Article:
2014

New York City Social Services Workforce

April 3, 2014. In doing research and analysis of the New York City social services workforce, a preliminary chart pack was assembled that includes:

  1. NYC Contract Budget for Social Services
  2. Demographics of Private Social Service Workforce
  3. NYC Social Services Sector: Annual Earnings by Occupation
  4. Social Services Wages & Hours
  5. Social Services Workers: Family Income Relative to Poverty Status
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Comparison of Final 2014-2015 NYS Revenue Bill to earlier Executive, Assembly and Senate Budget Proposals

March 31, 2014. This brief compares the New York State Revenue Bill to earlier Executive, Assembly, and Senate tax proposals.… (read more)

Testimony: NYC School Bus Industry in the Aftermath of the Removal of Employee Protection Provisions from Contracts

March 27, 2014. James Parrott testified at a New York City Council oversight hearing looking at the effects of removing job security protections from the City school bus contracts. The previous administration set in motion a contract re-bidding process that stripped school bus drivers, matrons and mechanics of job security protections. That action has already led to the bankruptcy of a large school bus company in the middle of the school year and threatens to further unsettle the industry on … (read more)

Tax Foundation: 2014 State Business Climate Rankings

March 26, 2014. This brief puts the Tax Foundation’s 2014 State Business Climate rankings into perspective and shows why attempting to improve New York’s ranking will have very little impact on economic growth or job creation.… (read more)

2014-2015 New York State Budget Tax Brief

March 24, 2014. The 2014-2015 New York State Budget Tax Brief compares the tax proposals in the Assembly and Senate budget resolutions with those in the Executive Budget. The major proposals are analyzed and their impacts discussed.… (read more)

Briefing on Mayor deBlasio’s Preliminary FY 2015 NYC Budget: Initial Progressive Steps, More to Come

March 11, 2014. In his review of NYC Mayor Bill deBlasio’s first budget, FPI’s James Parrott notes the new mayor’s progressive change in direction compared to prior City budgets. Not surprisingly, the major new initiative included in the Preliminary FY 2015 budget is full funding for the UPK/afterschool proposal scheduled for launch in the fall of 2014.

The briefing summarizes trends in state and federal aid, and analyzes projections for tax revenue growth. Parrott describes the municipal labor contract situation … (read more)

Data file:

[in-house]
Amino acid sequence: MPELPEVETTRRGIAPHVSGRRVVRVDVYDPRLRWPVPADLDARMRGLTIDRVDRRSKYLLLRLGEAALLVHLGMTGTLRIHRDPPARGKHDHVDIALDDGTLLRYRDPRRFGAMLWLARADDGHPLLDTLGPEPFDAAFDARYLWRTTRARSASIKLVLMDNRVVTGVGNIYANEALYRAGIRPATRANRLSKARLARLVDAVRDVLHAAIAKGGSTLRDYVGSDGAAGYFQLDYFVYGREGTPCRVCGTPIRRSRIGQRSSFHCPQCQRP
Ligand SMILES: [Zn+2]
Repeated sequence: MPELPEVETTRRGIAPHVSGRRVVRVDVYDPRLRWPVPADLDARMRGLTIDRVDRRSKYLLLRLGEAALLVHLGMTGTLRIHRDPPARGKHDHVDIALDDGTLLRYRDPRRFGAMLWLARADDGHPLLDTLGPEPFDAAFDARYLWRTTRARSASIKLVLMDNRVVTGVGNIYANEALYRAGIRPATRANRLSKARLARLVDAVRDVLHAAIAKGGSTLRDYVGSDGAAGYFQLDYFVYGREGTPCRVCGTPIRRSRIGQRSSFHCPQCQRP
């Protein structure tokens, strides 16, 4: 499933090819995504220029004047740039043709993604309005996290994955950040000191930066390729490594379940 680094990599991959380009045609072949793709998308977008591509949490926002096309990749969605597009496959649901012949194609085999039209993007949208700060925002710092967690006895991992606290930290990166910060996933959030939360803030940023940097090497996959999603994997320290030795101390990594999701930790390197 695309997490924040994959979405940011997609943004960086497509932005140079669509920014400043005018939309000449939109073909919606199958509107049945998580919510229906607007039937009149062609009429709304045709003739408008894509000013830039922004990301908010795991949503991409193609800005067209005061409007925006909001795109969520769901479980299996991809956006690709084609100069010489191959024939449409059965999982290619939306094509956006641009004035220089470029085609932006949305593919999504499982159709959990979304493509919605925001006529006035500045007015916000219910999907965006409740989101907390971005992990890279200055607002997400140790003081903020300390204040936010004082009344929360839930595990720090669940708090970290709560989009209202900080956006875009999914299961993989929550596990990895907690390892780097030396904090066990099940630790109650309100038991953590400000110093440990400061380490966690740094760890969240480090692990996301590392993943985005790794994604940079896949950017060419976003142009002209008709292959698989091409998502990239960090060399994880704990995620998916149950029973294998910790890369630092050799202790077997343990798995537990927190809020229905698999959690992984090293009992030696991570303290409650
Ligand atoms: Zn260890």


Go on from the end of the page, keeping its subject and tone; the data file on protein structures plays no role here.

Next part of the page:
Testimony Presented to the New York City Council Committee on Civil Service and Labor

February 27, 2014. In testimony presented before the New York City Council Civil Service and Labor Committee, FPI’s James Parrott summarized several employment, wage and cost of living trends affecting low-wage workers in New York City. He noted that 37 percent of all wage-earners in the city are paid less than $15 an hour, and that half of all black and Latino workers are low-wage by this measure. Parrott discussed several groups of low-wage workers and suggested policy steps the … (read more)

New report confirms New York’s profound income polarization

February 19, 2014. A new report from the Economic Analysis and Research Network (EARN) that presents data on income distribution trends for all 50 states from 1917-2011, confirms an analysis of income trends in New York that the Fiscal Policy Institute initially published in 2010. The report, by economists Estelle Sommeiller and Mark Price, builds on a groundbreaking study by economists Thomas Piketty and Emmanual Saez in 2003 that used data from income tax returns to document rising inequality in … (read more)

Events Honoring Frank J. Mauro

Two events were held honoring the contributions of Frank J. Mauro, Executive Director Emeritus: Wednesday, March 12, 2014 in Albany and Thursday, May 1, 2014 in New York City.… (read more)

Why New York State Should Let Cities and Counties Enact Higher Local Minimum Wages

February 14, 2014. While New York’s economy is gradually recovering, far too many workers still earn very low wages. Pay for the typical New Yorker has not kept up with inflation, and the majority of new jobs being created in New York and nationally are in low paying fields. As communities in New York struggle with these serious economic challenges, other states have empowered localities to respond by adopting higher local minimum wages. From California to Maryland, growing numbers of … (read more)